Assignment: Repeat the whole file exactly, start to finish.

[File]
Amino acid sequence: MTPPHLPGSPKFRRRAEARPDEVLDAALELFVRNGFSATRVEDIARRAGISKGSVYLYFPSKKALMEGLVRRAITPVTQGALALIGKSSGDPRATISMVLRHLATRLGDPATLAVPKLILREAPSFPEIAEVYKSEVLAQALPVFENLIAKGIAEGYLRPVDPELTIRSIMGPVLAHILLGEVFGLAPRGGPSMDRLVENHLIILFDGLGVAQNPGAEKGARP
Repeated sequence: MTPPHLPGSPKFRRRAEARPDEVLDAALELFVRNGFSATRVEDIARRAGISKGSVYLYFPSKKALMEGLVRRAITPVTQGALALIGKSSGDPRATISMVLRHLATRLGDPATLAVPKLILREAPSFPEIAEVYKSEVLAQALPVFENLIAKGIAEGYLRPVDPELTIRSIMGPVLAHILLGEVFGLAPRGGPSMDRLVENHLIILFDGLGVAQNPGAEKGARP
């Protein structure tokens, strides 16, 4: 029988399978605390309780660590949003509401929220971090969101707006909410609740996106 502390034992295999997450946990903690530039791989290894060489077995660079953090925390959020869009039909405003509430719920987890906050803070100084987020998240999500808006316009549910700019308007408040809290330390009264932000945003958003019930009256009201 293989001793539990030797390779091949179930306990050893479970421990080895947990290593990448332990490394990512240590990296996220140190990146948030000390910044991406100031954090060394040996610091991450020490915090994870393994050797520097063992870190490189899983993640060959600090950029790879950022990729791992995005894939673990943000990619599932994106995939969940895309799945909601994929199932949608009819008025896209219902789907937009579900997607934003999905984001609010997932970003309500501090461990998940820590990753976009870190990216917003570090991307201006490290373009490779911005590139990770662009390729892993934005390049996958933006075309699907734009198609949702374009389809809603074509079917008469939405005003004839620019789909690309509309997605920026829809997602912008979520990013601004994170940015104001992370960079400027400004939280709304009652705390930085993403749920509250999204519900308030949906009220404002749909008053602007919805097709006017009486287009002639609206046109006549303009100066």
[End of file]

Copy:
Amino acid sequence: MTPPHLPGSPKFRRRAEARPDEVLDAALELFVRNGFSATRVEDIARRAGISKGSVYLYFPSKKALMEGLVRRAITPVTQGALALIGKSSGDPRATISMVLRHLATRLGDPATLAVPKLILREAPSFPEIAEVYKSEVLAQALPVFENLIAKGIAEGYLRPVDPELTIRSIMGPVLAHILLGEVFGLAPRGGPSMDRLVENHLIILFDGLGVAQNPGAEKGARP
Repeated sequence: MTPPHLPGSPKFRRRAEARPDEVLDAALELFVRNGFSATRVEDIARRAGISKGSVYLYFPSKKALMEGLVRRAITPVTQGALALIGKSSGDPRATISMVLRHLATRLGDPATLAVPKLILREAPSFPEIAEVYKSEVLAQALPVFENLIAKGIAEGYLRPVDPELTIRSIMGPVLAHILLGEVFGLAPRGGPSMDRLVENHLIILFDGLGVAQNPGAEKGARP
């Protein structure tokens, strides 16, 4: 029988399978605390309780660590949003509401929220971090969101707006909410609740996106 502390034992295999997450946990903690530039791989290894060489077995660079953090925390959020869009039909405003509430719920987890906050803070100084987020998240999500808006316009549910700019308007408040809290330390009264932000945003958003019930009256009201 293989001793539990030797390779091949179930306990050893479970421990080895947990290593990448332990490394990512240590990296996220140190990146948030000390910044991406100031954090060394040996610091991450020490915090994870393994050797520097063992870190490189899983993640060959600090950029790879950022990729791992995005894939673990943000990619599932994106995939969940895309799945909601994929199932949608009819008025896209219902789907937009579900997607934003999905984001609010997932970003309500501090461990998940820590990753976009870190990216917003570090991307201006490290373009490779911005590139990770662009390729892993934005390049996958933006075309699907734009198609949702374009389809809603074509079917008469939405005003004839620019789909690309509309997605920026829809997602912008979520990013601004994170940015104001992370960079400027400004939280709304009652705390930085993403749920509250999204519900308030949906009220404002749909008053602007919805097709006017009486287009002639609206046109006549303009100066």